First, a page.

It has been a while, so I thought I’d simply catch you up on some goings on.
“God whispers to us in our pleasures, speaks to us in our conscience, but shouts in our pains: It is His megaphone to rouse a deaf world” –CS Lewis
Much of the month of May, I was busy writing an essay about my experience with depression for possible acceptance to a book at Civitas Press. Until I hear yay or nay, I cannot publish it here. But I thought perhaps I’d include a paragraph or two to tantalize you.
By Melody Harrison Hanson
“I will search for my lost ones who strayed away and I will bring them safely home again. I will bandage the injured and strengthen the weak…” (Ezekiel 34:16 – NLT)
This is the story of how I fell into the sinkhole of depression and climbed my way out again. My story began with pride and self-delusion and moved to healing and acceptance—forgiving myself for being less than I imagined. The path of brokenness took me to frightening, even diabolical places, but God found me in the pit of my depression, tenderly loving me as I accepted my raging need for him. Finally, in my forties, after a decade of turmoil, the crooked path led to hope and healing. Writing this, going back and lingering, has been harder than I expected. I offer it here because of what God has done in me.
When I quit my job to be a stay-at-home mom, I was unprepared for how unhappy I became. Forever seeing my life in terms of success or failure, I believed that I was failing. What kind of a mother doesn’t love being at home with her children? Over the years we shared long, sun-burnt summer days at the pool and sweaty bike rides but, even as we meandered through the zoo and the farmer’s market, I grew increasingly restless and miserable. If I was truthful, I had been frantic and dissatisfied at work. Leaving was more like running away under the ruse of caring for the kids. For years my job had buoyed me up on the raging ocean of my insecurities and fear of failure. Going home took away that life-preserver. I had never dealt with the need every human being has for purpose and significance. I had no where left to run!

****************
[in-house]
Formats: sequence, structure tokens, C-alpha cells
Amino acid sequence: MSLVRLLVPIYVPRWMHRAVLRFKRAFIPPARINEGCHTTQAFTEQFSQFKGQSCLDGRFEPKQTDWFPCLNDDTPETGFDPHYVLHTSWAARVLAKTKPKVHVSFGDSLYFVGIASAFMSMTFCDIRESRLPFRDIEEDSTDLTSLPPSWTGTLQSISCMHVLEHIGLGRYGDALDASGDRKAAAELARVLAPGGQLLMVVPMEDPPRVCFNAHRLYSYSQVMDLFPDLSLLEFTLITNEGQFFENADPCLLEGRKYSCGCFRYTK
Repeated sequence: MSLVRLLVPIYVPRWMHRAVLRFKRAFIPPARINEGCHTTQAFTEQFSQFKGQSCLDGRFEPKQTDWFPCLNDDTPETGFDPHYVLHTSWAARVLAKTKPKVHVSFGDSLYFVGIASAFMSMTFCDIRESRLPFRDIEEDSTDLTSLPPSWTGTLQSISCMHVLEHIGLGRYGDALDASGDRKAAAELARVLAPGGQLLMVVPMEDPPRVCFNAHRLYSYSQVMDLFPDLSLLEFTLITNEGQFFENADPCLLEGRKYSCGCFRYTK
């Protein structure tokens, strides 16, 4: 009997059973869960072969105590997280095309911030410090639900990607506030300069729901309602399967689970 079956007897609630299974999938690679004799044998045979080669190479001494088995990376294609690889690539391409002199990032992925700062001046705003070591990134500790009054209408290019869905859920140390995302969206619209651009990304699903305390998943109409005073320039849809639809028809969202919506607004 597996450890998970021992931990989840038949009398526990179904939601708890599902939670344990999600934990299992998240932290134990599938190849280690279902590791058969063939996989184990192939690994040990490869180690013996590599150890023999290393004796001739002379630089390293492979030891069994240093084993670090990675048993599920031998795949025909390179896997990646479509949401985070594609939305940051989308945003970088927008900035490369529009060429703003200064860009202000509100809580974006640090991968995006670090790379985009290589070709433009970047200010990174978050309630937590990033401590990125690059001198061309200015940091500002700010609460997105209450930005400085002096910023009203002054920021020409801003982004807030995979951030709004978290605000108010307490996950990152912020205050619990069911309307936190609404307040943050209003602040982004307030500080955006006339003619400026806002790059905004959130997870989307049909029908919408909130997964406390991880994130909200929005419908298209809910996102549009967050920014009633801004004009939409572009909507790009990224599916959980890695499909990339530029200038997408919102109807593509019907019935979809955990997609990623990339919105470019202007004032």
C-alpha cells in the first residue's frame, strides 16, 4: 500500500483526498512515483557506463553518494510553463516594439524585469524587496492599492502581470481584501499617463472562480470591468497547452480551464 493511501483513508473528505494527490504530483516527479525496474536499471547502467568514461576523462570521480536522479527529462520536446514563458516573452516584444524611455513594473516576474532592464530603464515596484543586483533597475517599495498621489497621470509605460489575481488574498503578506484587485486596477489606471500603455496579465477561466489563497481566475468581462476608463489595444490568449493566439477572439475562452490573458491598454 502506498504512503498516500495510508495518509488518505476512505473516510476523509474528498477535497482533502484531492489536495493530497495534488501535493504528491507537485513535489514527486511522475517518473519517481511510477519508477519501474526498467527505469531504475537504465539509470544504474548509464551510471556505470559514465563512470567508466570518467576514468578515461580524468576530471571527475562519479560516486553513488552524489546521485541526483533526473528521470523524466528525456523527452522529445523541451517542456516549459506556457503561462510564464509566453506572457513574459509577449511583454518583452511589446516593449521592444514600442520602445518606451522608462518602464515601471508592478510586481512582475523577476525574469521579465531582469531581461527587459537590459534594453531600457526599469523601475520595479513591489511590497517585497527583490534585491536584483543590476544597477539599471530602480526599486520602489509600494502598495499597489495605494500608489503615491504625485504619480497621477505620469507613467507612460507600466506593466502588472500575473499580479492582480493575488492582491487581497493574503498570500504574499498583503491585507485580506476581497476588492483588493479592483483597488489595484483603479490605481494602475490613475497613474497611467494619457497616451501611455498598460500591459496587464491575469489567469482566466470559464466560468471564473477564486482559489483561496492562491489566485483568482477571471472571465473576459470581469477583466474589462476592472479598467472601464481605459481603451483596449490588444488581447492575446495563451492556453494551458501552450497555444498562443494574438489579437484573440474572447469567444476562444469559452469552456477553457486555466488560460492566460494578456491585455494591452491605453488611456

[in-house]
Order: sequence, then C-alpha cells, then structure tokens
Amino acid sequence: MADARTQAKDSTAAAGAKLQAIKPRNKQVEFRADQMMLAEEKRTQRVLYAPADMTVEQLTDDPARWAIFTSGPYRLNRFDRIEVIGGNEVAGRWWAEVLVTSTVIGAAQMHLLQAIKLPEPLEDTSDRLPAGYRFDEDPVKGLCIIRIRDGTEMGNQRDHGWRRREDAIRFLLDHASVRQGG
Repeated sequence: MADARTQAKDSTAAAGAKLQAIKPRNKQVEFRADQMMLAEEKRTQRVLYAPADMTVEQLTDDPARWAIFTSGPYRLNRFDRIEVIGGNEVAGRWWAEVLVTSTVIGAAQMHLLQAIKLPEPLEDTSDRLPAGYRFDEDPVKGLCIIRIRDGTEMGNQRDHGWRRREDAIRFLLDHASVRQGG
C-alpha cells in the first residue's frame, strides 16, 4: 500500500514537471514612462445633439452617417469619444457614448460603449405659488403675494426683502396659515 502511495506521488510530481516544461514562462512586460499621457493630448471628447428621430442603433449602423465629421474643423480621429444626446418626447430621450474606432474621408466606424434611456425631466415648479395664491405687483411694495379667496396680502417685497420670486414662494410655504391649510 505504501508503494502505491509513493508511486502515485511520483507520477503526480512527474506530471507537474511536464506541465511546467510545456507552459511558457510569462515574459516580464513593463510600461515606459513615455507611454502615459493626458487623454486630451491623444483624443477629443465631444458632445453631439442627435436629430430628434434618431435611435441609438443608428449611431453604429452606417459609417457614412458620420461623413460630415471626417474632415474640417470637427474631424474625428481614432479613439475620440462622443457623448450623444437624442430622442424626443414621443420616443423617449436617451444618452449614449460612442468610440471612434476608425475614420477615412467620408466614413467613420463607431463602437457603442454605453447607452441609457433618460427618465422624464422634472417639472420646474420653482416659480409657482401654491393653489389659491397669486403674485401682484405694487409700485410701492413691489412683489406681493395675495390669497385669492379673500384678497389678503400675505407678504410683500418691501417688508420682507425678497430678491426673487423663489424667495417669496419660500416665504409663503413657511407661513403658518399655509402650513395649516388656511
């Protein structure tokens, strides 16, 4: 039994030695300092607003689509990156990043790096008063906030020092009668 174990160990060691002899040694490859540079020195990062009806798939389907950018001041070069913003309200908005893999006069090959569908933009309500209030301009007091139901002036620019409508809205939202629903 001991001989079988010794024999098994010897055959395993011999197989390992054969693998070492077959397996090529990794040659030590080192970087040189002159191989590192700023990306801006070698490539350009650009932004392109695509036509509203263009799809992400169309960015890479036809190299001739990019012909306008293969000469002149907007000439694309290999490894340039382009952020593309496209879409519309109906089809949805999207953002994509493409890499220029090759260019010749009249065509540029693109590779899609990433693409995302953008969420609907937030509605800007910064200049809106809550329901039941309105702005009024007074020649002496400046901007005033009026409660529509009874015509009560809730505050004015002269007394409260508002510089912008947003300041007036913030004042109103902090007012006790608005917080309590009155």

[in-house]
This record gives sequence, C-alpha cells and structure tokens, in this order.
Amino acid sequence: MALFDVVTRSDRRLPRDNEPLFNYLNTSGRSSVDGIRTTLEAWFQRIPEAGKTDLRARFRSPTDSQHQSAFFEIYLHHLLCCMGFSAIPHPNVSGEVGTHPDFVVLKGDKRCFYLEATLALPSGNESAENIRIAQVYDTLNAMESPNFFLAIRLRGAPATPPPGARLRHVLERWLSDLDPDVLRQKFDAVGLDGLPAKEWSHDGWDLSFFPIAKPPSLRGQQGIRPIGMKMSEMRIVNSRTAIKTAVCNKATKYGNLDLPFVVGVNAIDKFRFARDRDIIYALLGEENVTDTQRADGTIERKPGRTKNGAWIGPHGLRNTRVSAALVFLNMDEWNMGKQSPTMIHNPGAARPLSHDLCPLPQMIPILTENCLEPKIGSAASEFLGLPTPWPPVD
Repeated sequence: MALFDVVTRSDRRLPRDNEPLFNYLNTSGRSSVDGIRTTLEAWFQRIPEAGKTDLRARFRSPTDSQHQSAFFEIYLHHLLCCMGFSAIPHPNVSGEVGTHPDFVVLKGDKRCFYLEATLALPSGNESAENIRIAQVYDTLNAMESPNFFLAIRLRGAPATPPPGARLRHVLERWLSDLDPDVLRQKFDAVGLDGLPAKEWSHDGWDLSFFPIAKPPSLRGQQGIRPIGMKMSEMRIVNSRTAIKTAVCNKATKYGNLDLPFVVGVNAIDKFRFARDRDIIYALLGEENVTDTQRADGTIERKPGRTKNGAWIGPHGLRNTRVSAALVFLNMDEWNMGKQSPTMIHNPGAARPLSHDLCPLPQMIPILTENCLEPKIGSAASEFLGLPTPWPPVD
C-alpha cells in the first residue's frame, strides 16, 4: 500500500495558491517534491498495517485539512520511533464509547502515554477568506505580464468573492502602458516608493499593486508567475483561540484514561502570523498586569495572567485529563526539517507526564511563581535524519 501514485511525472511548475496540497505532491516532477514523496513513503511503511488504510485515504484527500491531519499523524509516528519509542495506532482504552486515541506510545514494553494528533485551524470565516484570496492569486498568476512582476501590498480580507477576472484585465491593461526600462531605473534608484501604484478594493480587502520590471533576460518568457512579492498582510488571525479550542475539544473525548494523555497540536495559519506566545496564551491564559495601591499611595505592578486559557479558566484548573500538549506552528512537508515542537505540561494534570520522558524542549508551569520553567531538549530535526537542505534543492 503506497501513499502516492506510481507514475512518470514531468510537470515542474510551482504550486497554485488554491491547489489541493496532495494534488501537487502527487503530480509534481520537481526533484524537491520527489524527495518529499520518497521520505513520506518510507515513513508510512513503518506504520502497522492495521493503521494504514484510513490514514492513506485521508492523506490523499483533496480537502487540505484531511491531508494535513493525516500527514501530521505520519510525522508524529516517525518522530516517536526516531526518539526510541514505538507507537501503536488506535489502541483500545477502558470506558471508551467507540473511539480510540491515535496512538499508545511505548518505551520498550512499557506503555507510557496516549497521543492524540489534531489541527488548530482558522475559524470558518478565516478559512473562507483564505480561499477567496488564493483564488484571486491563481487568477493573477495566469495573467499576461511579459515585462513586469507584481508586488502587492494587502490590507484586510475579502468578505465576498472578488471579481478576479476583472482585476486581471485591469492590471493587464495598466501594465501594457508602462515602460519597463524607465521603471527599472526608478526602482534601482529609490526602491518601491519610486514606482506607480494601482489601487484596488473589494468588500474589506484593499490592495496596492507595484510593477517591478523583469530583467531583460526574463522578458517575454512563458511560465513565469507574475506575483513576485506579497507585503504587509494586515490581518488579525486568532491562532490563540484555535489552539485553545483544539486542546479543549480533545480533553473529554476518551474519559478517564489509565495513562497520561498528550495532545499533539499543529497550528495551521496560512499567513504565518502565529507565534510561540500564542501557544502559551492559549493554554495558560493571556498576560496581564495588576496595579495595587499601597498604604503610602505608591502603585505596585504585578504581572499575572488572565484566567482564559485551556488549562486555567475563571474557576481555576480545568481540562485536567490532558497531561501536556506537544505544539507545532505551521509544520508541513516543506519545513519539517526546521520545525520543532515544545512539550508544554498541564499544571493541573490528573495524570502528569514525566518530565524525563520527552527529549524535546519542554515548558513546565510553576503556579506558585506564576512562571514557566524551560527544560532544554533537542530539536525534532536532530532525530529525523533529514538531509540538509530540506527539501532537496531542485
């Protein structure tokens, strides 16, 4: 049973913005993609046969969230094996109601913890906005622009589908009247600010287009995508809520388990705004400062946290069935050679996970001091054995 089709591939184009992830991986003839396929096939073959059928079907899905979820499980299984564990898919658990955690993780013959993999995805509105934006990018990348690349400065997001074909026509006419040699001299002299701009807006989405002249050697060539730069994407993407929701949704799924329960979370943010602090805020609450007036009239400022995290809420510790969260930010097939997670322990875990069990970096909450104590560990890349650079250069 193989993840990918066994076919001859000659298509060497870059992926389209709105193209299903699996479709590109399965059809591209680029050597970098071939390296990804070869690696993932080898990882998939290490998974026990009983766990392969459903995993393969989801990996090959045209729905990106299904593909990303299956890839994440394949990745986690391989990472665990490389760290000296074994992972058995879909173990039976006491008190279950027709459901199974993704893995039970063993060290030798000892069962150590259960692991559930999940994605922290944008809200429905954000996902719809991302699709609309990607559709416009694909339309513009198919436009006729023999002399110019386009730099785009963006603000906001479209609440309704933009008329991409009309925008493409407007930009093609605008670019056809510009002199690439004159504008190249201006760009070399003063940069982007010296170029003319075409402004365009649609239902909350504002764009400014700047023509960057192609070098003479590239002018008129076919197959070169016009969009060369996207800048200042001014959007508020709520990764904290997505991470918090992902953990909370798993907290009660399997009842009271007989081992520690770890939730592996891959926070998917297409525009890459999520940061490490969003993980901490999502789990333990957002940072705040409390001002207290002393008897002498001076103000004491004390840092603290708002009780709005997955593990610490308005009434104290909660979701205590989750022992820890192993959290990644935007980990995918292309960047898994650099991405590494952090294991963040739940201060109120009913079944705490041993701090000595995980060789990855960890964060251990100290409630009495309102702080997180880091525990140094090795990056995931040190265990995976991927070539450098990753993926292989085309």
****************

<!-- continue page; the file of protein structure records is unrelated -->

I was at that time incapable of being happy at work or at home, battling the haunting, negative tape loops in my head repeating vicious lies.
I feel unimaginably grateful for so many things today. Even if the essay doesn’t get published in the book, the exercise of going back was terrific—hard and good.
I continue to relish taking photographs for Our Lives Magazine. As I talked with a new acquaintance and took images of him, he spoke of wanting to be a bridge person between the Mormon community and LGBTQ friends. That pretty much sums up why I continue with OL. As a Christ-follower, I hope that we can know one another and treat one another with love and respect. Darren is a photographer as well and he turned my own camera on me. It reminded me of the feeling of always having a camera in your face (unpleasant) but I appreciated that he was able to capture a smile! He said “You’re much nicer than your picture on the website implies.” Thanks Darren!
“To love at all is to be vulnerable. Love anything, and your heart will certainly be wrung and possibly broken. If you want to make sure of keeping it intact, you must give your heart to no one, not even to an animal. Wrap it carefully round with hobbies and little luxuries; avoid all entanglements; lock it up safe in the casket or coffin of your selfishness. But in that casket- safe, dark, motionless, airless–it will change. It will not be broken; it will become unbreakable, impenetrable, irredeemable.” — CS Lewis